Dancing Under the House: Woman & Absence in Israel
Abstract This feminist participatory ethnography reflexively examines constraints on women in Palestinian culture in Northern Israel, as typified by differences in space, volume, musical rhythm, costume, convenience and honour.
Observations were conducted at a haflah, or wedding party, held over several days, and subsequently through follow-up. The article does not essentialise Palestinian culture or undermine Arab women: the ethnographer’s inclusion into the family paradoxically permitted her an “inside” perspective where both Palestinians and Israelis could (or would) not go. In Israel’s margins within margins, the lives of Arab Muslim women lie farthest from the nucleus of power.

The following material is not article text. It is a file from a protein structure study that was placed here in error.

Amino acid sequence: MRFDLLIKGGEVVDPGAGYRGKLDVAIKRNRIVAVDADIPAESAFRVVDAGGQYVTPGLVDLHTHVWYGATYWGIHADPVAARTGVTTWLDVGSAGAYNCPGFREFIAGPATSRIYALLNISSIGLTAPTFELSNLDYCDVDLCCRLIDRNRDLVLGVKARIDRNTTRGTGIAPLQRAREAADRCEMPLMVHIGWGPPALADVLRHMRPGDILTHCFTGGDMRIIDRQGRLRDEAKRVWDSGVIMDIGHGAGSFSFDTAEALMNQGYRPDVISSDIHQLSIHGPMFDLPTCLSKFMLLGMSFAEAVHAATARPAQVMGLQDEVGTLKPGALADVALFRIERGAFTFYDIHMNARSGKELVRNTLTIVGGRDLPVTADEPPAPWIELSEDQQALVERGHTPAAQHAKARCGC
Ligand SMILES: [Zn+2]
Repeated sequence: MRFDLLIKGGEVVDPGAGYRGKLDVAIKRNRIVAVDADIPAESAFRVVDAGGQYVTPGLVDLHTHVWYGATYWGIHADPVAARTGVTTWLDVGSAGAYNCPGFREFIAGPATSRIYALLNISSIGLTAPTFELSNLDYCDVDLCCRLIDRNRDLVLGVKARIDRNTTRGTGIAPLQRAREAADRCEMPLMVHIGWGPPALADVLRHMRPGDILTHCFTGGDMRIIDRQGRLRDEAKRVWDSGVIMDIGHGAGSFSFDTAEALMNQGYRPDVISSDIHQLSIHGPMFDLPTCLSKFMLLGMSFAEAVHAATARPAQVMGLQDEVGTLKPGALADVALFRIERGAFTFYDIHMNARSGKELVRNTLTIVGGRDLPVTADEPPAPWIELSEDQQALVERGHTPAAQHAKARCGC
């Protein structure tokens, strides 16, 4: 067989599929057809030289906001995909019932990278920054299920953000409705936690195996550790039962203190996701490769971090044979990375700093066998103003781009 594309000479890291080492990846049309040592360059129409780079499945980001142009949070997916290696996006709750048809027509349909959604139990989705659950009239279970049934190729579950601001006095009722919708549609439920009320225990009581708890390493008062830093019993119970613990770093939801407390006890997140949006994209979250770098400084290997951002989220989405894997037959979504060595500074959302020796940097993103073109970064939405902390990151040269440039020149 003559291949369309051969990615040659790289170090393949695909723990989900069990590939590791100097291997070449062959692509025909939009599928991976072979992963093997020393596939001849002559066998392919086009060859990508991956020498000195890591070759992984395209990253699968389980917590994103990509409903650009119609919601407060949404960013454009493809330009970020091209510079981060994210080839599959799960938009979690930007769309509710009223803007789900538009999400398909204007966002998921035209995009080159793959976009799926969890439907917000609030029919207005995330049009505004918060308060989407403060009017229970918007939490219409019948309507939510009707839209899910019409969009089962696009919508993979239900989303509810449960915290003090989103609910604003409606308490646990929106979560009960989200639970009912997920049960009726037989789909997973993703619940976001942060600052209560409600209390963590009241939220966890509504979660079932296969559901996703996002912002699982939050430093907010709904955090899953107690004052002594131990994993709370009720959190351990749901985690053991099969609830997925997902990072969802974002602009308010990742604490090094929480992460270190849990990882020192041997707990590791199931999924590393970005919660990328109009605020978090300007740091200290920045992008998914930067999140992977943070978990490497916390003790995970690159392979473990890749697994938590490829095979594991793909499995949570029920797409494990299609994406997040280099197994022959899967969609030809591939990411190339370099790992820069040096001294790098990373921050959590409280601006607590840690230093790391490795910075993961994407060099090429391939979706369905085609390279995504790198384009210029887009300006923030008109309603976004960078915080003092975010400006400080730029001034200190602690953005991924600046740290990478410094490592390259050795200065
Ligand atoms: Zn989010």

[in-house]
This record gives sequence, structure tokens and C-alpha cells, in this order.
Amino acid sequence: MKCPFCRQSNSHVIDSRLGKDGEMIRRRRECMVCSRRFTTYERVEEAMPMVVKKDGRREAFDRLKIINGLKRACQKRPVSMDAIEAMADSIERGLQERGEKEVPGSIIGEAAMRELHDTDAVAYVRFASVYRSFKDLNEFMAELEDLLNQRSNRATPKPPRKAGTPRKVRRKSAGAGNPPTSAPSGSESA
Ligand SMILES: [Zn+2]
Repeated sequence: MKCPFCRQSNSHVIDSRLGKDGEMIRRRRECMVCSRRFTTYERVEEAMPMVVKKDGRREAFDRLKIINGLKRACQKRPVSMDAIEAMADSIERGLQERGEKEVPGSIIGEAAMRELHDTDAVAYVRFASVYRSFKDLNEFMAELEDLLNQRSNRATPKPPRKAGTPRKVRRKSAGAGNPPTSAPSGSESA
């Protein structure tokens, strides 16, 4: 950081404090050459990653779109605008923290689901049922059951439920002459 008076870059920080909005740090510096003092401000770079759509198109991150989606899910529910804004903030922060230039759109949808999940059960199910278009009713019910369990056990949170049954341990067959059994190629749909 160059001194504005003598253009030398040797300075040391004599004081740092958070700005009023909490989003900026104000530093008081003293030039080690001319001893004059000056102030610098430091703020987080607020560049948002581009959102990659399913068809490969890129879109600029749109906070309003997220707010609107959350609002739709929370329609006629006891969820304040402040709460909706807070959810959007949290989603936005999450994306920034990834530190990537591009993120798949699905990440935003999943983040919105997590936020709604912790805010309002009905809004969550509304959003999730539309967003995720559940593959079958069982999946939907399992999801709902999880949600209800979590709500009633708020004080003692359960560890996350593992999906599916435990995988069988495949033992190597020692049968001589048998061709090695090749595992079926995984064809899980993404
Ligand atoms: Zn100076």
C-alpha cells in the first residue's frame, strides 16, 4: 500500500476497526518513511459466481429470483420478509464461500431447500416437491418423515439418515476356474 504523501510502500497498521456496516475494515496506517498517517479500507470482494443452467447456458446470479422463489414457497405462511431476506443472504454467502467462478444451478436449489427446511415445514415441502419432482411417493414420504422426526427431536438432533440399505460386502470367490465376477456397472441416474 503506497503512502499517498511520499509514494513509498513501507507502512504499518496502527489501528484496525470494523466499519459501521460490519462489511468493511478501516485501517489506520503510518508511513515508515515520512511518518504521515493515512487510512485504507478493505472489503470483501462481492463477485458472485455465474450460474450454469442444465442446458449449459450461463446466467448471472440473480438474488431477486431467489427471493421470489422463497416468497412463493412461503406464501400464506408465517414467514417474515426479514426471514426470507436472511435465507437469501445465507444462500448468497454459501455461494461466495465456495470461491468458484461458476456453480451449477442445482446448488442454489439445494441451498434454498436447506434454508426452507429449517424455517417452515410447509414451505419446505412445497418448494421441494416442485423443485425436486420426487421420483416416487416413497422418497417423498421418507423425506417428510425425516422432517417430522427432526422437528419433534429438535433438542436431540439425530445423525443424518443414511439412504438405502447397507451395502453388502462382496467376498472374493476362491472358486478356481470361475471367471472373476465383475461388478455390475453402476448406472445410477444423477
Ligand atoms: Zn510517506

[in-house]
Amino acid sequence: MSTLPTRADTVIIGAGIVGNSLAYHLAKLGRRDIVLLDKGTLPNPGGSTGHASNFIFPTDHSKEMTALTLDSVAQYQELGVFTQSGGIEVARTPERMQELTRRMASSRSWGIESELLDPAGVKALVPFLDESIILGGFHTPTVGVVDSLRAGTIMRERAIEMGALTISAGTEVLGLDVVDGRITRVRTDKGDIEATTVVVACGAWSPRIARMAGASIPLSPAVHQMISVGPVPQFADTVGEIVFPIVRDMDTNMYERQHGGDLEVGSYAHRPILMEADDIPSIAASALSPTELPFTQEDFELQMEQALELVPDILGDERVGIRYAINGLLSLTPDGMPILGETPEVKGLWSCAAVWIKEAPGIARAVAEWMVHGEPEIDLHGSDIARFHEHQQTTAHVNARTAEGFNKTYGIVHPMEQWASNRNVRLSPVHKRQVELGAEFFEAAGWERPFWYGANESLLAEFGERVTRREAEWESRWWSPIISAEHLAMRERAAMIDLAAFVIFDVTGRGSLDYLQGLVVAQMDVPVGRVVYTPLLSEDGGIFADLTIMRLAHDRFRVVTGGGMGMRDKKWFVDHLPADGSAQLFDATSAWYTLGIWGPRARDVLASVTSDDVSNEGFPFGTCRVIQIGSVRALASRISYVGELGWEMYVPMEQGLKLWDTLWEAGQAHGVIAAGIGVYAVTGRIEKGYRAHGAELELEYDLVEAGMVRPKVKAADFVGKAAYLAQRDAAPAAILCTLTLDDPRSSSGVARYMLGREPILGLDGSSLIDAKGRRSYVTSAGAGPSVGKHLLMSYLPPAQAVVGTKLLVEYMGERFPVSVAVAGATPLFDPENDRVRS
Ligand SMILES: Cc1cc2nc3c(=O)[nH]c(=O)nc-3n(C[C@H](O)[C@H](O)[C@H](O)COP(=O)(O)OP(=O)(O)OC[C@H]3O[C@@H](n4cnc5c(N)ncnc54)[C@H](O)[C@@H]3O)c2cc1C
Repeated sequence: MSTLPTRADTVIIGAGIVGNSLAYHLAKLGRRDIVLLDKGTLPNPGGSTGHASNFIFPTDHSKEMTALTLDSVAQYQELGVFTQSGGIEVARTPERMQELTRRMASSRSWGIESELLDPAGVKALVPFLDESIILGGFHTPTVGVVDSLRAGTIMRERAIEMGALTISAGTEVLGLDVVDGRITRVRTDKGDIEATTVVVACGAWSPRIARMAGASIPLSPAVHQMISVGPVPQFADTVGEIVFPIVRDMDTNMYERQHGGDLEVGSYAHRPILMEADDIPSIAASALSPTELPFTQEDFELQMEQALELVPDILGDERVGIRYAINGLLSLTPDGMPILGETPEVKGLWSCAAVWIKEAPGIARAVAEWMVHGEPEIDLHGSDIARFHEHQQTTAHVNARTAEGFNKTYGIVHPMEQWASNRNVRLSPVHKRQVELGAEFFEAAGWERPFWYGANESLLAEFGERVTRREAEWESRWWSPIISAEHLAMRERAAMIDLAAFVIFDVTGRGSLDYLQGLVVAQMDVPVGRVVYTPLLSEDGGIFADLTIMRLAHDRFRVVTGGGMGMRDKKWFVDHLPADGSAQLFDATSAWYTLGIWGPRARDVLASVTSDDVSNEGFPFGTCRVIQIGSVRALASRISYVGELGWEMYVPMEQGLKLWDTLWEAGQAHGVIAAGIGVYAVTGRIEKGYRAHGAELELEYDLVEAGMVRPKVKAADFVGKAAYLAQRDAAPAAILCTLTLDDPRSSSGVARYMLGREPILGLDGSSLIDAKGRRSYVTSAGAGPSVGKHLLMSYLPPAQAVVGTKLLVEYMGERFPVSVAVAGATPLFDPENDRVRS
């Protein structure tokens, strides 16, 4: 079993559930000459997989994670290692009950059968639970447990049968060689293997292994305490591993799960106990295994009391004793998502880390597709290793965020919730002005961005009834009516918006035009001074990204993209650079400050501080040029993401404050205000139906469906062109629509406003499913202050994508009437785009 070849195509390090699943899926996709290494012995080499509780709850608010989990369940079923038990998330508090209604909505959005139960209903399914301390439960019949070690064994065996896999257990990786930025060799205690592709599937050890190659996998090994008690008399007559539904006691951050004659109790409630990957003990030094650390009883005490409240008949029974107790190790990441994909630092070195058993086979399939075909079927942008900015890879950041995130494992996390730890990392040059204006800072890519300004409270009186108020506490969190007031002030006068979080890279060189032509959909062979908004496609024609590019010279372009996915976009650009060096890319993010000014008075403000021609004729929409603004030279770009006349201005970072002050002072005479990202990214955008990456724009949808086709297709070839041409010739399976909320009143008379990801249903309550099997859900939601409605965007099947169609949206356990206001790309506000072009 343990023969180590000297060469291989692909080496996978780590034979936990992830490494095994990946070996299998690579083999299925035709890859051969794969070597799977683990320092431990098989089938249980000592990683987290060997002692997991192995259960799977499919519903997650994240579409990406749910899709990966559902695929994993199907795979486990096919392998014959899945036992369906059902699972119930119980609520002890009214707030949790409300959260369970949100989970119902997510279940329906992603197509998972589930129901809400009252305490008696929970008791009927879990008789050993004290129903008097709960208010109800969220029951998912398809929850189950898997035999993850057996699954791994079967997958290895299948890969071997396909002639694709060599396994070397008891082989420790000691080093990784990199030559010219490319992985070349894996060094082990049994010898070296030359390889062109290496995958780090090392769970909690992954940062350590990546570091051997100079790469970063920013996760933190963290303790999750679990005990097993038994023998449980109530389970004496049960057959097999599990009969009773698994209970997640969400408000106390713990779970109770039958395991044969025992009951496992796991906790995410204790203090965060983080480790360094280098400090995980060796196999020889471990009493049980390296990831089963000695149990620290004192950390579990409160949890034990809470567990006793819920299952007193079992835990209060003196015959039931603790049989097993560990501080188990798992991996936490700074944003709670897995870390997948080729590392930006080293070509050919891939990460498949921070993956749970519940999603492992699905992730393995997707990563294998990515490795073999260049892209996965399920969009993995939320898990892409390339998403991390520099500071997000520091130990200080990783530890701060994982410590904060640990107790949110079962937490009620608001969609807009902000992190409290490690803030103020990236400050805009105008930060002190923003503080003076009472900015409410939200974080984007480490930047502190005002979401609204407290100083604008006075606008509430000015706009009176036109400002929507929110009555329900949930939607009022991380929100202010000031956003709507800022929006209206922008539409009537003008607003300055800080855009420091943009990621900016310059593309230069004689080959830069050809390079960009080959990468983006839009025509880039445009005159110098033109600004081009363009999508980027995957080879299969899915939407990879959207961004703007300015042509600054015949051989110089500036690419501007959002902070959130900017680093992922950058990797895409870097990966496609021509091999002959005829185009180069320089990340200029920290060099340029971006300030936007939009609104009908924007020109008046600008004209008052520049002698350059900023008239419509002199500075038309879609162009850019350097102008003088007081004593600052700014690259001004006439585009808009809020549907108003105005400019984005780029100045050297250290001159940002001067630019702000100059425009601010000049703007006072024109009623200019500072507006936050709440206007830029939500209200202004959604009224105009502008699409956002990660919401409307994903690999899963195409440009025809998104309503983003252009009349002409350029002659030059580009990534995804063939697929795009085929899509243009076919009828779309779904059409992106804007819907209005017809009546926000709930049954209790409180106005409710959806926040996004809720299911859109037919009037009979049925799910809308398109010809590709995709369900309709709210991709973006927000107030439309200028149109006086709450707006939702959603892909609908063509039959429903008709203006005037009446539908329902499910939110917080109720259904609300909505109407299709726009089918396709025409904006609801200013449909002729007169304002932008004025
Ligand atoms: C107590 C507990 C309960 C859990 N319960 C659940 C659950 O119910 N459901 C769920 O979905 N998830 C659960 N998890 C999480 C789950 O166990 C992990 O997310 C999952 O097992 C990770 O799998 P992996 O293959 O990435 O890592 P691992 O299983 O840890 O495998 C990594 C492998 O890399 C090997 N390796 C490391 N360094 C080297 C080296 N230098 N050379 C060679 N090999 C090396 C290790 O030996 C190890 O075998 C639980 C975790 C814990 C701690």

Literally dancing under the house also symbolically elided the bodies of women with the house, its foundations, subterrain, and hidden spaces, locating the domestic beneath or beyond the view of men. A small plastic doll performed as a simulacrum of traditional Palestinian femaleness and domesticity in which women are best kept unseen. The article incorporates traditional storytelling, Prophetic hadith, and contemporary Palestinian poetry.